Donald Trump has been eager to paint himself as a “friend” to the LGBT community. As he pivoted from primaries to the November election, the Republican nominee had on numerous occasions reached out to LGBT voters to assure he would protect them — certainly more so than his opponent.
“As president, I will do everything in my power to protect LGBTQ citizens from the violence and oppression of a hateful foreign ideology,” Trump told the Republican National Convention in July. He portrayed himself as the only candidate who can stop terrorism, which to Trump is the greatest threat facing LGBT people in America — not the evisceration of their rights at the legislative hands of his Republican cohorts.
Unfortunately, Trump’s actions have stood in opposition to his claims of support. Just last month, he joined Sen. Marco Rubio at a conference of pastors in Orlando, one that took place two months after the Pulse nightclub shootings and featured a host of renowned anti-LGBT activists. It was enough of a warning sign that Gregory T. Angelo, leader of the Log Cabin Republicans, told the Wall Street Journal that he was “concerned” with Trump’s attendance. DNC Chairwoman Donna Brazile and LGBT Caucus Chair Earl Fowlkes branded it “another example of the utter lack of judgment that makes Trump unfit to serve.”
Of course, Trump’s actions could be a direct result of those who have his ear. As he struggles from one crisis to another — attacking the Muslim family of a war hero, demanding that a baby be removed from his rally, his apparent ties to white extremists — Trump has continually shaken up his campaign team. His current group of cohorts, many recently hired, should be cause for concern for any LGBT person who thinks Trump will fight for their rights in the White House.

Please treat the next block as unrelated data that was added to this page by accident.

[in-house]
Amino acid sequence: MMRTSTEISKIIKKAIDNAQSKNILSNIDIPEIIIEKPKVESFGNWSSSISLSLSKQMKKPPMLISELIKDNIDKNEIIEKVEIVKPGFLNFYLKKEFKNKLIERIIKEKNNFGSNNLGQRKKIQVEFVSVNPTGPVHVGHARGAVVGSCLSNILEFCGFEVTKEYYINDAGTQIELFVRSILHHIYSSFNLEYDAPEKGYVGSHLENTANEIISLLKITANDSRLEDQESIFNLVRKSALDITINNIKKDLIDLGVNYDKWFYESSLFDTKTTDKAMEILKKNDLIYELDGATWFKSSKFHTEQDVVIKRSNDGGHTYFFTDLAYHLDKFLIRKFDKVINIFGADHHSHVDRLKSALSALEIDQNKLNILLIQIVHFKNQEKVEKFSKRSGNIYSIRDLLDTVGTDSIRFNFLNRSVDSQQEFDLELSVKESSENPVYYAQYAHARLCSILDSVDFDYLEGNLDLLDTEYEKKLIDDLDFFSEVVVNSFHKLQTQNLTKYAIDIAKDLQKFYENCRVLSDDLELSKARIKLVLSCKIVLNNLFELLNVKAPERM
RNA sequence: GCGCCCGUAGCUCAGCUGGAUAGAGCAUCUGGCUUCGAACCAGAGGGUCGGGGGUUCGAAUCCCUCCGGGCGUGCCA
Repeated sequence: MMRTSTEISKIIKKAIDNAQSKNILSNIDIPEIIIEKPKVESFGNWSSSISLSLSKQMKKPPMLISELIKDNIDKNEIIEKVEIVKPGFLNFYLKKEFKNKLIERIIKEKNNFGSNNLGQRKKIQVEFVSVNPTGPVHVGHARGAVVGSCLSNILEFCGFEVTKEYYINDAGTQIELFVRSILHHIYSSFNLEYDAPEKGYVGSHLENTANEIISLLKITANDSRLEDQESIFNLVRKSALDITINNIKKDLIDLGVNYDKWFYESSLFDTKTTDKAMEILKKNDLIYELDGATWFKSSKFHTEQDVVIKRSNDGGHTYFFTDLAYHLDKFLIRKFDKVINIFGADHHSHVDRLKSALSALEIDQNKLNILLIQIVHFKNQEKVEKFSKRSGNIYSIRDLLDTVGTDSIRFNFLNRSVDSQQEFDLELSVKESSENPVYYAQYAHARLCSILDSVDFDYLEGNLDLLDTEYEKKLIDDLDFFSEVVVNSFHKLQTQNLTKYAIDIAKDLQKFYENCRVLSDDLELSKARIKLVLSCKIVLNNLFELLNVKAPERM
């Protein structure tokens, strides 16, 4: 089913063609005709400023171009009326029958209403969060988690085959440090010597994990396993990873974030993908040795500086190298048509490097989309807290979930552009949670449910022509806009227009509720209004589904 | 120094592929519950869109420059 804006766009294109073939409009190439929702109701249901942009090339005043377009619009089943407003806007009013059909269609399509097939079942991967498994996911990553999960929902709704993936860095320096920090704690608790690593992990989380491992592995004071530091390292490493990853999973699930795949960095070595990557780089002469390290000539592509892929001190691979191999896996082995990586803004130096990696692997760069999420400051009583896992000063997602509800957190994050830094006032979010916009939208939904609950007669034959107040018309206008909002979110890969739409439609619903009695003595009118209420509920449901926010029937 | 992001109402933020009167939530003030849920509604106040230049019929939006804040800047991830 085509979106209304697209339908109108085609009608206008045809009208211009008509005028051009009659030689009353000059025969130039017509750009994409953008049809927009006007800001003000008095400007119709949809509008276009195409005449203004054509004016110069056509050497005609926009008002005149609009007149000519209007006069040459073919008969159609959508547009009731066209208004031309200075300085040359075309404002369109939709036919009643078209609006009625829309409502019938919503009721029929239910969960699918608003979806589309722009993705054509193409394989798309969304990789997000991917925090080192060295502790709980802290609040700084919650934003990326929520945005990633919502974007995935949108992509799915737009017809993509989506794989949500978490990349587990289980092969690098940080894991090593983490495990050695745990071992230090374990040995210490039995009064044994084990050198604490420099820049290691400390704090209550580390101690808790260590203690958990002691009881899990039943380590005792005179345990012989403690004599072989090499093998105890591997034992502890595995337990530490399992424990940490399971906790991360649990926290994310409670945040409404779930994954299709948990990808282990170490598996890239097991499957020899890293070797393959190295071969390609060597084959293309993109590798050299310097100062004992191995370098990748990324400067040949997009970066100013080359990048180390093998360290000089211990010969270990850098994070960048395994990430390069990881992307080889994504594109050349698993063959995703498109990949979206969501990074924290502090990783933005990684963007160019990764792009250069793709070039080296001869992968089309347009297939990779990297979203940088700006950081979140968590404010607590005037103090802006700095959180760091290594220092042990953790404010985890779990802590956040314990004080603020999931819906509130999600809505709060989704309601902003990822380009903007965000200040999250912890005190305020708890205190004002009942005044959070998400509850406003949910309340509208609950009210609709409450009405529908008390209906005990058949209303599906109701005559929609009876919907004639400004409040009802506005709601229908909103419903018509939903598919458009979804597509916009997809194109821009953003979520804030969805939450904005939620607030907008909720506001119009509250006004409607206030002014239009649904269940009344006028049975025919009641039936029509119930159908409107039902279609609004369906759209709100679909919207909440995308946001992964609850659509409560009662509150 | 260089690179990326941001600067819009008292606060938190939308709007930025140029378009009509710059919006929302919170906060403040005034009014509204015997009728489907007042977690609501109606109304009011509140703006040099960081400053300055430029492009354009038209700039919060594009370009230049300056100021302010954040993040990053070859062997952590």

First, there’s new campaign CEO Stephen Bannon. The former chairman of Breitbart News — a conservative blog known for its anti-LGBT stances — has a long history of offensive statements. Just this week, Buzzfeed News discovered that in a 2011 interview Bannon called progressive women “a bunch of dykes.” Earlier this year, on Breitbart’s radio show, Bannon engaged in an anti-transgender rant, slamming Target’s pro-trans bathroom policy. He said that by allowing trans people to use a bathroom that matched their gender identity, Target was forcing children to “into a bathroom with a guy with a beard in a dress,” Right Wing Watch reports. At the time, he was speaking with Sandy Rios, who works for American Family Association — an organization the Southern Poverty Law Center deems a “hate group” for their extreme anti-LGBT attitudes.
As chairman of Breitbart News, he oversaw a publication that ran headlines including “Big Gay Hate Machine Closes Christian Pizza Parlor,” “Trannies Whine About Hilarious Bruce Jenner Billboard,” and “The Solution To Online ‘Harassment’ Is Simple: Women Should Log Off,” Attitude reports. The website also refers to LGBT groups as “The Gaystapo” and uses the term “Big Gay Hate Machine.” Bannon’s history of extreme comments and support of extreme headlines at Breitbart is exactly the sort of controversy the Trump campaign needs to avoid — something not aided by reports by Buzzfeed News that his ex-wife has accused him of anti-Semitism and a Politico article about an alleged domestic violence incident. Republicans are now distancing themselves from Bannon, with RNC chair Reince Priebus telling Meet the Press, “I don’t know Steve Bannon, to tell you the truth, very well.”